This book examines the performance of Greek tragedy in the classical Athenian theatre. Whilst post structuralist criticism of Greek tragedy has tended to focus on the literary text, the analysis of stagecraft and the theatre has been markedly conservative in its methodology. David Wiles corrects that balance, exploring the performance of tragedy as a spatial practice specific to Athenian culture, at once religious and political. Athenian conceptions of space were quite unlike those of the modern world. After reviewing controversies and archaeological data regarding the fifth-century performance space, Wiles turns to the chorus and shows how dance mapped out the space for the purposes of any given play. The book shows how the performance as a whole was organised and, through informative diagrams and accessible analyses, Wiles brings the theatre of Greek tragedy to life.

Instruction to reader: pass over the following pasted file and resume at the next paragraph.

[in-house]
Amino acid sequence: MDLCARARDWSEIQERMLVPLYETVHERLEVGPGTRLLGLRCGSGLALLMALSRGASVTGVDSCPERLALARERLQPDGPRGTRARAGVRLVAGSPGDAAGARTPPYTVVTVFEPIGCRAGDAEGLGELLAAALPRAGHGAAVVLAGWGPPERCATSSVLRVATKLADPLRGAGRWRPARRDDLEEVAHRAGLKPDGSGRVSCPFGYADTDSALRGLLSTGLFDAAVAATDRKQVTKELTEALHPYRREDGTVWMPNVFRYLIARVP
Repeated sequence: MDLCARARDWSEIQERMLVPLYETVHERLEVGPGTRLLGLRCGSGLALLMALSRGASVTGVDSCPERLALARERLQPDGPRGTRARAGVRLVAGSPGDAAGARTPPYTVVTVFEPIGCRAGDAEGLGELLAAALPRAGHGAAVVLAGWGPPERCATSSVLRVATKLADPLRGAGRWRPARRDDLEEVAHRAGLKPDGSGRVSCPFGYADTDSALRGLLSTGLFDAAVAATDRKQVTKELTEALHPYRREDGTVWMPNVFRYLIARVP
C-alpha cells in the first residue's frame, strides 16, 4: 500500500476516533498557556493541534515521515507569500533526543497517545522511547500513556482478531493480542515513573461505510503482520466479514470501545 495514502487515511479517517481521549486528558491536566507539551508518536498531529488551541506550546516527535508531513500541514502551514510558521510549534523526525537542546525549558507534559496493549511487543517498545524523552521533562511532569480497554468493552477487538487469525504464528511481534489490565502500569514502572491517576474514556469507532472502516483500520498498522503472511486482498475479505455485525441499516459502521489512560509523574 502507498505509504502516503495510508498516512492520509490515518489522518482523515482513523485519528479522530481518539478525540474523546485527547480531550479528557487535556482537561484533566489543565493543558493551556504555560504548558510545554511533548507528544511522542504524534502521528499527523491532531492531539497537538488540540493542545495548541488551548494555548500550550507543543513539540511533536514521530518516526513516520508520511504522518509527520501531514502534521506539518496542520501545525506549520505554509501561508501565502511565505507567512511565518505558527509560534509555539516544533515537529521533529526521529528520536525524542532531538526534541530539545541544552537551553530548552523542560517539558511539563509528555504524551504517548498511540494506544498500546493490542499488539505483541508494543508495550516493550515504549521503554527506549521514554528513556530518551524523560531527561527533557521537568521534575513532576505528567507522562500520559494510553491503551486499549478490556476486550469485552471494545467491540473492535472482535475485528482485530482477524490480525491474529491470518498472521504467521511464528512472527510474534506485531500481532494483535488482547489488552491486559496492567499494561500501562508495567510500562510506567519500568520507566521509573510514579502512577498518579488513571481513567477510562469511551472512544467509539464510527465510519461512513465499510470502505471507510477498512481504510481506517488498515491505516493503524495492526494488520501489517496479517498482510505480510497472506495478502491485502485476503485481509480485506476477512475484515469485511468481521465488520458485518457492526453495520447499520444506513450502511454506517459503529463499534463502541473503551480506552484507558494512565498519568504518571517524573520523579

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(228mm x 152mm x 13mm)
Cambridge University Press
Publisher: Cambridge University Press
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